LAKE GEORGE -- Town officials are considering changes to rules on fertilizer use as groups of citizens around Lake George ask municipalities that ring the water body to adopt uniform restrictions.
Now, four varying fertilizer restrictions are in force around the lake, as the village and town of Lake George and the town of Queensbury all have their own local laws, while the rest of the towns around the lake fall under state restrictions.
“We need one law, that will make it simple and more enforceable,” said Kathy Bozony, a natural resource specialist with the Fund for Lake George. “We need a law that works.”
Bozony for several years has been petitioning Lake George Park Commission and municipalities around the lake for a uniform law. Three years ago, after she went to towns around the lake, the village and town of Lake George and the town of Queensbury adopted their own laws.
Bozony took the law directly to the Lake George Park Commission last year to ask that it to be instituted throughout the watershed, but the Park Commission allowed municipalities to handle the issue locally. Now Bozony is going back to the town level.
She has visited Bolton, Hague and Fort Ann so far, and asked Lake George Town Board this week to adopt the new law, which would increase the setback for fertilizer use from 20 to 50 feet from the lakeshore, streams, tributaries, wetlands and impervious surfaces that direct stormwater flow into the lake.
The proposal calls for only no-phosphorus fertilizer to be applied beyond the 50-foot setback, and bans any lawn fertilizer use between Dec. 1 and April 1. The law calls for fines up to $150 for the first offense, and up to $450 for any further offenses.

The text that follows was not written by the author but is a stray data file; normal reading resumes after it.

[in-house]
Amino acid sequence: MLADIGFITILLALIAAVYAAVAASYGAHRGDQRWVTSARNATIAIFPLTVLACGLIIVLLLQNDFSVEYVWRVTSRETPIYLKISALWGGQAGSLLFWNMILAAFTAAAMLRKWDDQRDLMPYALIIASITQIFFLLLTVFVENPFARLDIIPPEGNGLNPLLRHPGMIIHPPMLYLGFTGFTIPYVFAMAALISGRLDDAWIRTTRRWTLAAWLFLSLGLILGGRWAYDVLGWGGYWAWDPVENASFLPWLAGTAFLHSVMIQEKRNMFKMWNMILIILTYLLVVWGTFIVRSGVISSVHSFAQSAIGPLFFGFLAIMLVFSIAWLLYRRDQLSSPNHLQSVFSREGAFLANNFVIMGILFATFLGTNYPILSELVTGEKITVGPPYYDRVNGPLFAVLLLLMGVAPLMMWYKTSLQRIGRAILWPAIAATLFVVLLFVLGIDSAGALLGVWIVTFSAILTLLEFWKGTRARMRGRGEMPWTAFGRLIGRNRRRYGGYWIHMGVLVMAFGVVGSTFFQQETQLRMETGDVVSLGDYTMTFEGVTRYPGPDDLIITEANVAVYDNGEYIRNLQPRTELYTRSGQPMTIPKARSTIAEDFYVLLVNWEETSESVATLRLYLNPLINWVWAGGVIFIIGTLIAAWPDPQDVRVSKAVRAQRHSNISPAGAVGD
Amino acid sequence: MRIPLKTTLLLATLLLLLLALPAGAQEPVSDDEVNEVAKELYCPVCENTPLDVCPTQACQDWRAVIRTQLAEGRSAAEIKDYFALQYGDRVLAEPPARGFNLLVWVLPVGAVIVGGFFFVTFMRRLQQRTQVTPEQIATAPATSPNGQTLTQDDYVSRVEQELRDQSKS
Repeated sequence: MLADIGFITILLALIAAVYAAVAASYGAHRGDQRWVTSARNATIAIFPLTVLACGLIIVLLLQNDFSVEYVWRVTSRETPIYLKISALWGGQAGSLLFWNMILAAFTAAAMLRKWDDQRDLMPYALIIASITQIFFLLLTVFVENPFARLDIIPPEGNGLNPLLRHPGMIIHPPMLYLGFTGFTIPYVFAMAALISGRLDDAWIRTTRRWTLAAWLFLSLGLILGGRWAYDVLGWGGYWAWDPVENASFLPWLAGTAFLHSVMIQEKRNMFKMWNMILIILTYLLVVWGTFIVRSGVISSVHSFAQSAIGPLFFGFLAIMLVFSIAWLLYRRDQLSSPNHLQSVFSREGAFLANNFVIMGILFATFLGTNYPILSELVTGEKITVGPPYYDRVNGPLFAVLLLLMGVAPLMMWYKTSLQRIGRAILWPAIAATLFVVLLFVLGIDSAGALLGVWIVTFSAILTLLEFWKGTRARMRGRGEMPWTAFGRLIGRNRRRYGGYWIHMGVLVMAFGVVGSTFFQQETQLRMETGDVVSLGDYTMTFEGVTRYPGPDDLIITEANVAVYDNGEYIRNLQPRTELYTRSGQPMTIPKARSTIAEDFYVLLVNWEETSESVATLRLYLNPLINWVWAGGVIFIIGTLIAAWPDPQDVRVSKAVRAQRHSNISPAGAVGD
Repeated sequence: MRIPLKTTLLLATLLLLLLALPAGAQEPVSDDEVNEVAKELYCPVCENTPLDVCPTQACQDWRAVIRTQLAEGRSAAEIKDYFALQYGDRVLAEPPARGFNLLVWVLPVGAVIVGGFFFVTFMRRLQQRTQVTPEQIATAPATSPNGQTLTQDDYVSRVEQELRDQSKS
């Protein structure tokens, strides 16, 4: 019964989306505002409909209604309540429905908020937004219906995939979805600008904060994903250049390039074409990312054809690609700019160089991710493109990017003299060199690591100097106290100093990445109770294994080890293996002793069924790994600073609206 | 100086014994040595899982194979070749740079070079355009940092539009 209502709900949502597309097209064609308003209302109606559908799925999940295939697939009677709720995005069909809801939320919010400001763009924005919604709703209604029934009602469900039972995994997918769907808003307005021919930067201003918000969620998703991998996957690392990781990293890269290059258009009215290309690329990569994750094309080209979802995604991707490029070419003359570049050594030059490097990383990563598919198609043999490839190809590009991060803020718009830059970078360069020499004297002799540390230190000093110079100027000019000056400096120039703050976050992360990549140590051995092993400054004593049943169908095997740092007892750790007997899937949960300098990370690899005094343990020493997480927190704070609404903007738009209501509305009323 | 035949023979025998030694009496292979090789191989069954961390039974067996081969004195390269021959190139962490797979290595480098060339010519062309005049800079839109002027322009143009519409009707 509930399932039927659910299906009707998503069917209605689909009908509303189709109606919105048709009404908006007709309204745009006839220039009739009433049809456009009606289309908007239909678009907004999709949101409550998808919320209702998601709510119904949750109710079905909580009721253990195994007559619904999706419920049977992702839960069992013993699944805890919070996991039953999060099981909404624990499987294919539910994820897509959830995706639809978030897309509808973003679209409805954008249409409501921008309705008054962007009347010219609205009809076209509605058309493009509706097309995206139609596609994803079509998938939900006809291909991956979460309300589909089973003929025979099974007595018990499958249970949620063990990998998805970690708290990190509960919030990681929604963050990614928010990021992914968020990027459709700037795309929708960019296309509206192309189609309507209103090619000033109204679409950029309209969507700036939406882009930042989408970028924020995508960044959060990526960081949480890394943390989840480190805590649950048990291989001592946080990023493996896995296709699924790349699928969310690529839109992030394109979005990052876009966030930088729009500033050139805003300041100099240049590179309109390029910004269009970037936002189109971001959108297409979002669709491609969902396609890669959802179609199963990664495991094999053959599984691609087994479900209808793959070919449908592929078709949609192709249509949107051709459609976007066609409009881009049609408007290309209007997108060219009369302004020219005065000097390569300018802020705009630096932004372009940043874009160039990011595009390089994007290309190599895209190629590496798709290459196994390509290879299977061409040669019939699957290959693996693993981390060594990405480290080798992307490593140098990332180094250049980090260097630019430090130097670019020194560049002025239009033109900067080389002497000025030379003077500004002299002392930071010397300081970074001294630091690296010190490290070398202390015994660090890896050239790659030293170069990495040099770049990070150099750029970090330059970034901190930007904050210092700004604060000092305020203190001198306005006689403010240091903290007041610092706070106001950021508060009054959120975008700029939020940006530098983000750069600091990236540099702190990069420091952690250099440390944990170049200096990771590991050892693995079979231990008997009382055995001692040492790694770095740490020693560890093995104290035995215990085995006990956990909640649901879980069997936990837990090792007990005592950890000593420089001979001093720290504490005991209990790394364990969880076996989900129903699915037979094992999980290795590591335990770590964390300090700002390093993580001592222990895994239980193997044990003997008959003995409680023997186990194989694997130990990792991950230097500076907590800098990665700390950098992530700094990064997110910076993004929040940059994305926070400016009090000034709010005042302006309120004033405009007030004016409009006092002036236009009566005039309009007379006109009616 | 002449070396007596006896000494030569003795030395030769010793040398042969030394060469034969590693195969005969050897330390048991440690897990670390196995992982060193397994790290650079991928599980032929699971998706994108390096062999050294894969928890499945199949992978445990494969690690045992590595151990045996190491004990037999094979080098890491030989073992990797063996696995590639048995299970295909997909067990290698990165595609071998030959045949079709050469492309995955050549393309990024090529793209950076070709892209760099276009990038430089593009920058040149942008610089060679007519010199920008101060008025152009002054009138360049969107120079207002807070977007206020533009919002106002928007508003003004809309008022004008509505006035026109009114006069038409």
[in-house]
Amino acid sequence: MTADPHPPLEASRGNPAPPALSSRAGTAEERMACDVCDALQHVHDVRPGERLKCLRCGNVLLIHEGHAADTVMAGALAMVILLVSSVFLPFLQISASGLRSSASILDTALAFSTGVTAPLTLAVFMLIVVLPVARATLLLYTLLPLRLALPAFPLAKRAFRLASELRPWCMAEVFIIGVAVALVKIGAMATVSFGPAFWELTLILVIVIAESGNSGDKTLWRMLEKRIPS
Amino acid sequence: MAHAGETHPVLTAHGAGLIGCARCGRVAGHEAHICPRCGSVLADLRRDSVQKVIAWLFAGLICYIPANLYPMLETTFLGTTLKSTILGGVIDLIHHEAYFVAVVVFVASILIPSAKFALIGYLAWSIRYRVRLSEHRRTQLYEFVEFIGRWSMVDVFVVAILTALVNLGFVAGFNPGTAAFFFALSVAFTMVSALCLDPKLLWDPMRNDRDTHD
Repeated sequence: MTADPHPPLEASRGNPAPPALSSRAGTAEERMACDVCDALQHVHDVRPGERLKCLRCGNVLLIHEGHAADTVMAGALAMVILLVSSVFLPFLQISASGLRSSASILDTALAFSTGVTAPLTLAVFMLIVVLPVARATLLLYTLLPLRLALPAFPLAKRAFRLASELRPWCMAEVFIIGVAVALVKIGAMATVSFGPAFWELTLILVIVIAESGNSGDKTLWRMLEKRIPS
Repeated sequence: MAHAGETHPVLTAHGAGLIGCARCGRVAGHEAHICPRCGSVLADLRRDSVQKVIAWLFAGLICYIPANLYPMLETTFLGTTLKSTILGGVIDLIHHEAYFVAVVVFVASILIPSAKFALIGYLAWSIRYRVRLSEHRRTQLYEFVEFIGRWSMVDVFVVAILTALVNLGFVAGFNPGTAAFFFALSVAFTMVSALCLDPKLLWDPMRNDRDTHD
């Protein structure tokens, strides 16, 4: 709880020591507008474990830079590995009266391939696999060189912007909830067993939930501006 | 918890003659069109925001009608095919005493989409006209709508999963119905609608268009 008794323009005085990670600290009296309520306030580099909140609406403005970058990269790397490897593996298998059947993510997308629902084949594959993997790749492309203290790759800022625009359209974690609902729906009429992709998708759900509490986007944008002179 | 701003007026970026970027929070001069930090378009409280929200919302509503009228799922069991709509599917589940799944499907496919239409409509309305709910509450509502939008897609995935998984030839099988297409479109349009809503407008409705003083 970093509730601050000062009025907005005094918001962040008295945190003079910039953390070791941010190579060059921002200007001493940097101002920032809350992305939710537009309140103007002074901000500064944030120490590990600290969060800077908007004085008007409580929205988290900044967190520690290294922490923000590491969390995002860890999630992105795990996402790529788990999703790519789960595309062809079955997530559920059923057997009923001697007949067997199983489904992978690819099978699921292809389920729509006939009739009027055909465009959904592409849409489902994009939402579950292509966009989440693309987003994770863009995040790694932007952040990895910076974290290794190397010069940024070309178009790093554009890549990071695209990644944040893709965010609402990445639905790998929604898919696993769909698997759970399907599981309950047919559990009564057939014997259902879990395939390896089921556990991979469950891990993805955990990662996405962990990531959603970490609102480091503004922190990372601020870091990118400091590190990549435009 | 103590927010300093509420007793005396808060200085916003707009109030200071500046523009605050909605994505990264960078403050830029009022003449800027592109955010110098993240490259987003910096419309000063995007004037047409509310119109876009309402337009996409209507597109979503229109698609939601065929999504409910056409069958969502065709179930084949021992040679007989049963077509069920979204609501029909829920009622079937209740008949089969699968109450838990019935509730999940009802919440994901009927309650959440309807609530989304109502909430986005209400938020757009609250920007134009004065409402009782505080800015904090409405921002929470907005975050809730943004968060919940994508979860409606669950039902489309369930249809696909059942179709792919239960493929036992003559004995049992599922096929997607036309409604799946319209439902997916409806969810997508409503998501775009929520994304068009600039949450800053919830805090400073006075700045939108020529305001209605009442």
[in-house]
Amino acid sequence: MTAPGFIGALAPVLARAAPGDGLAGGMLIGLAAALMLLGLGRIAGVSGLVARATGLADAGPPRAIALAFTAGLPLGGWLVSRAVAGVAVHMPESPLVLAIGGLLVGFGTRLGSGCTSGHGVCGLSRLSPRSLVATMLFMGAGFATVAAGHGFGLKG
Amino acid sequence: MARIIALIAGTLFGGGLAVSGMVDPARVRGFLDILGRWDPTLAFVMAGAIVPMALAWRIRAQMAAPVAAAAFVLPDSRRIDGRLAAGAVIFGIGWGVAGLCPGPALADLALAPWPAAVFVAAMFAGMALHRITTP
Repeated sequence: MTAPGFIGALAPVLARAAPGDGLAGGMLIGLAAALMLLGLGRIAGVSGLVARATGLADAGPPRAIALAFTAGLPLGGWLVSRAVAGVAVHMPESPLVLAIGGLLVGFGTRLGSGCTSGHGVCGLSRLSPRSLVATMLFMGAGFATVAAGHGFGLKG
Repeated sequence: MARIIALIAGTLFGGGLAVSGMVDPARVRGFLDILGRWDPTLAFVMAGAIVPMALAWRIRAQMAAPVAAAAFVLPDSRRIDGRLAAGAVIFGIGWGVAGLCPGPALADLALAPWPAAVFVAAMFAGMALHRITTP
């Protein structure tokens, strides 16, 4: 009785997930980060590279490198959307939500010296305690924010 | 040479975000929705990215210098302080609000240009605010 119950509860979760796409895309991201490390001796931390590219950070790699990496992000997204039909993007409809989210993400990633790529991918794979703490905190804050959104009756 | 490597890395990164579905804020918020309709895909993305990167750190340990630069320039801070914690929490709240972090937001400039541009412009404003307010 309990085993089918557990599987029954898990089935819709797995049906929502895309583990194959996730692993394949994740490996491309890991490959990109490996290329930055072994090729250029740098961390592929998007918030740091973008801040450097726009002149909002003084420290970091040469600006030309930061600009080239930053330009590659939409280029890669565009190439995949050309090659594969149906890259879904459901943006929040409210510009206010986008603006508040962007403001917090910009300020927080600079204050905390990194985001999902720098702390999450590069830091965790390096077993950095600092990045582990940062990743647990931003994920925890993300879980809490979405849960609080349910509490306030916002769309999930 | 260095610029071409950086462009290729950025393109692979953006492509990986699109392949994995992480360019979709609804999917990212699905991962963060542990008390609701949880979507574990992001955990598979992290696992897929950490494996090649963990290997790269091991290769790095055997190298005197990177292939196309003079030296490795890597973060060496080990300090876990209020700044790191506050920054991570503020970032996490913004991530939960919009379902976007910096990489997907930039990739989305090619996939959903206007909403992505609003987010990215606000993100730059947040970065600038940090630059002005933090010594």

The current Queensbury restrictions cover the lakeshores, but not tributaries. Meanwhile the state law calls for a 20-foot setback, but allows for a 3-foot setback if a drop-spreader is used, which Bozony feels largely negates the law’s benefits.
Runoff of fertilizer into the lake is considered a driver of plant growth, which includes algae blooms. Bozony regularly swims along the lakeshore and photographs algae growth. She showed the Town Board photographs Monday night of algae growth in different areas of the lake over the past few years.
Lake George Town Supervisor Dennis Dickinson said officials would try to get the new law on the agenda for next month’s meeting. The town is also in the midst of implementing a sewer initiative, under which officials will check and monitor septic systems, and hold property owners accountable when they have faulty systems.
That initiative came about as a result of algae testing too, because algae samples taken in the Diamond Point area were determined to have been caused in part by organic pollution caused by septic system outflows or leaks.
“With all of this rain and runoff, we need all the help we can get,” Bozony said.